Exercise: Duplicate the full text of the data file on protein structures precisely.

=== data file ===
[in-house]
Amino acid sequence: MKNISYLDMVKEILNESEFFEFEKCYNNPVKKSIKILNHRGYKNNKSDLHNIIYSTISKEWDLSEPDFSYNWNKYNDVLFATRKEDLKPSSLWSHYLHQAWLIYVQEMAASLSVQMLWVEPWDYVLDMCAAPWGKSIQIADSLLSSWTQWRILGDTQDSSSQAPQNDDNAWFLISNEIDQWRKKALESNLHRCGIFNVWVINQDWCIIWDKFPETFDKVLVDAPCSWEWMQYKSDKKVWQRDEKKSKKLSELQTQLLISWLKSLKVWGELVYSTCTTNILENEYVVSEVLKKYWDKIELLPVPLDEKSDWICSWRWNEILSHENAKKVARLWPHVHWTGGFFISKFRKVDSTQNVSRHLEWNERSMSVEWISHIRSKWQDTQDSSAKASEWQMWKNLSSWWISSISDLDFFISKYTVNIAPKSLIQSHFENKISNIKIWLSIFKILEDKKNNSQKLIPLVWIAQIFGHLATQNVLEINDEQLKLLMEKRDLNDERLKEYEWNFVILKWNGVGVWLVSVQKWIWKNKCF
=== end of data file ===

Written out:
[in-house]
Amino acid sequence: MKNISYLDMVKEILNESEFFEFEKCYNNPVKKSIKILNHRGYKNNKSDLHNIIYSTISKEWDLSEPDFSYNWNKYNDVLFATRKEDLKPSSLWSHYLHQAWLIYVQEMAASLSVQMLWVEPWDYVLDMCAAPWGKSIQIADSLLSSWTQWRILGDTQDSSSQAPQNDDNAWFLISNEIDQWRKKALESNLHRCGIFNVWVINQDWCIIWDKFPETFDKVLVDAPCSWEWMQYKSDKKVWQRDEKKSKKLSELQTQLLISWLKSLKVWGELVYSTCTTNILENEYVVSEVLKKYWDKIELLPVPLDEKSDWICSWRWNEILSHENAKKVARLWPHVHWTGGFFISKFRKVDSTQNVSRHLEWNERSMSVEWISHIRSKWQDTQDSSAKASEWQMWKNLSSWWISSISDLDFFISKYTVNIAPKSLIQSHFENKISNIKIWLSIFKILEDKKNNSQKLIPLVWIAQIFGHLATQNVLEINDEQLKLLMEKRDLNDERLKEYEWNFVILKWNGVGVWLVSVQKWIWKNKCF